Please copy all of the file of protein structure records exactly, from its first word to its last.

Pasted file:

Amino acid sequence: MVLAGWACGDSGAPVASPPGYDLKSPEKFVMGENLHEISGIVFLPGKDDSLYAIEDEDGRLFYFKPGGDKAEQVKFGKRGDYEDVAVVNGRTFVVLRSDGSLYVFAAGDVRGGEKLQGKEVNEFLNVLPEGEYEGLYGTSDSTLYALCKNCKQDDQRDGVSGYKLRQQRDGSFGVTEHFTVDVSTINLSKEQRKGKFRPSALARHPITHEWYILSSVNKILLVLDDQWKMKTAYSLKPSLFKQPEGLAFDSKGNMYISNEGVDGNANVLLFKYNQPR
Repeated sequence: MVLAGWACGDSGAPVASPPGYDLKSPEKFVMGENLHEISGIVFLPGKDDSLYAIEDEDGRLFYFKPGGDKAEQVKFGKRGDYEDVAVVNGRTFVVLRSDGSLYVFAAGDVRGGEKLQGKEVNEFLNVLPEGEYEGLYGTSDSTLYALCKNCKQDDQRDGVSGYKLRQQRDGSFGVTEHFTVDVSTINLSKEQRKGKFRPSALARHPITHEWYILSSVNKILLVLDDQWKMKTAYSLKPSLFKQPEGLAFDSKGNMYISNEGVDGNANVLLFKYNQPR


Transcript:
Amino acid sequence: MVLAGWACGDSGAPVASPPGYDLKSPEKFVMGENLHEISGIVFLPGKDDSLYAIEDEDGRLFYFKPGGDKAEQVKFGKRGDYEDVAVVNGRTFVVLRSDGSLYVFAAGDVRGGEKLQGKEVNEFLNVLPEGEYEGLYGTSDSTLYALCKNCKQDDQRDGVSGYKLRQQRDGSFGVTEHFTVDVSTINLSKEQRKGKFRPSALARHPITHEWYILSSVNKILLVLDDQWKMKTAYSLKPSLFKQPEGLAFDSKGNMYISNEGVDGNANVLLFKYNQPR
Repeated sequence: MVLAGWACGDSGAPVASPPGYDLKSPEKFVMGENLHEISGIVFLPGKDDSLYAIEDEDGRLFYFKPGGDKAEQVKFGKRGDYEDVAVVNGRTFVVLRSDGSLYVFAAGDVRGGEKLQGKEVNEFLNVLPEGEYEGLYGTSDSTLYALCKNCKQDDQRDGVSGYKLRQQRDGSFGVTEHFTVDVSTINLSKEQRKGKFRPSALARHPITHEWYILSSVNKILLVLDDQWKMKTAYSLKPSLFKQPEGLAFDSKGNMYISNEGVDGNANVLLFKYNQPR